(1750 to 1830)
Inspired by antiquity
Like the name suggests, this era of art history follows the classical role models from ancient times. In line with this, the pieces of jewellery are elegant and characterized by linear and distinct shapes. High-quality, finely crafted brooches and lockets set with cameo, ivory and enamel are frequently found. The longing for classic beauty is reflected in these unique historical pieces that often display Greek key patterns, waveband motifs or leaf ornamentation. Some very valuable jewels set with diamonds rubies, pearls, emeralds or sapphires exist from this period and are sought after and highly paid for by collectors today.
(1815 to 1848)
Love and Friendship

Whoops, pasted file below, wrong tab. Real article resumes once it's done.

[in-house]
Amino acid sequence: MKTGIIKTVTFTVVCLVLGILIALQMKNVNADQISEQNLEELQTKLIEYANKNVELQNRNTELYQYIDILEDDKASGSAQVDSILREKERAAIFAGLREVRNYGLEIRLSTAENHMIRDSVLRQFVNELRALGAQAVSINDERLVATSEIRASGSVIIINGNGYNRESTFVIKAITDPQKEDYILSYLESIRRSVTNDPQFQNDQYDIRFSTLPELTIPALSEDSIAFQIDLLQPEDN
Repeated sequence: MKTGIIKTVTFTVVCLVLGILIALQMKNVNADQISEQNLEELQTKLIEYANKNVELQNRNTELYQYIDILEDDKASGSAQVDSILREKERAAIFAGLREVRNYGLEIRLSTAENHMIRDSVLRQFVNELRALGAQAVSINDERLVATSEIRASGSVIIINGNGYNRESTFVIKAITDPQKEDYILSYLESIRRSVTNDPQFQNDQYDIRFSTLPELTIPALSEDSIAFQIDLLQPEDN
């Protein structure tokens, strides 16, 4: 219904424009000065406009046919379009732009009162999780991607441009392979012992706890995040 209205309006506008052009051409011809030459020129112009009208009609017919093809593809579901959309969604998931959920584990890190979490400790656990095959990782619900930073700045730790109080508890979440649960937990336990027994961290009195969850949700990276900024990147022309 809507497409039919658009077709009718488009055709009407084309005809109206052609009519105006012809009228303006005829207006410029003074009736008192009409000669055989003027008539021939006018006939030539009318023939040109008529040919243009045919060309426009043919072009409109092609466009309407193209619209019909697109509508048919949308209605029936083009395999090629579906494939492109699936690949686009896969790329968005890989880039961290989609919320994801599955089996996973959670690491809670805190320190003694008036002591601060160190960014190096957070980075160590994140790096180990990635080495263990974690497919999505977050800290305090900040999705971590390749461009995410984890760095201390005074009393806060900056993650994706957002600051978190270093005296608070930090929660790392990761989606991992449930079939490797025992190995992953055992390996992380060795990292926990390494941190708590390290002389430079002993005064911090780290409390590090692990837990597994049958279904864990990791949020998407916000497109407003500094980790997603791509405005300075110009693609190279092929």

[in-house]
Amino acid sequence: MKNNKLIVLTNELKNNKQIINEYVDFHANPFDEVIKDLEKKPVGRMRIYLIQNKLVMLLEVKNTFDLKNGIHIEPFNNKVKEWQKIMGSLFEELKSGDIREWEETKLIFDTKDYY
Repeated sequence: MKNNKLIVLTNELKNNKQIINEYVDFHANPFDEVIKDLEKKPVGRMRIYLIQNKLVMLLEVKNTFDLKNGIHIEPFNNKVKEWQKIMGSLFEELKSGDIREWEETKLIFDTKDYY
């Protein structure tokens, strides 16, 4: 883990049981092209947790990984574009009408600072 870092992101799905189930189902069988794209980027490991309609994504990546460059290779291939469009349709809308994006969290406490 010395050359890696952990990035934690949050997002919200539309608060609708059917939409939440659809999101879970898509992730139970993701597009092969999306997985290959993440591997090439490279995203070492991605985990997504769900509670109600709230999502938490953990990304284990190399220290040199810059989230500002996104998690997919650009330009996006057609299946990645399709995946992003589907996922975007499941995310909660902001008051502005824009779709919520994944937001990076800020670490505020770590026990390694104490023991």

Jewellery from the Biedermeier era takes its bearings in naturalistic and personal themes. It is during this period that the idolization of friendship becomes widespread and rings can be found bearing symbols and inscriptions that immortalize such relationships. At the same time, mourning jewellery as a form of remembrance becomes popular. Because this era takes place at the end of the Napoleonic Wars, precious metals are very scarce, hence, cut steel and iron jewellery are produced. In addition, small and affordable precious stones and materials such as turquoise, amethyst, topaz, citrine, garnet, horn and coral are frequently used. Specific types of jewellery, such as jewellery made of hair or souvenir jewellery, are strongly associated with this era.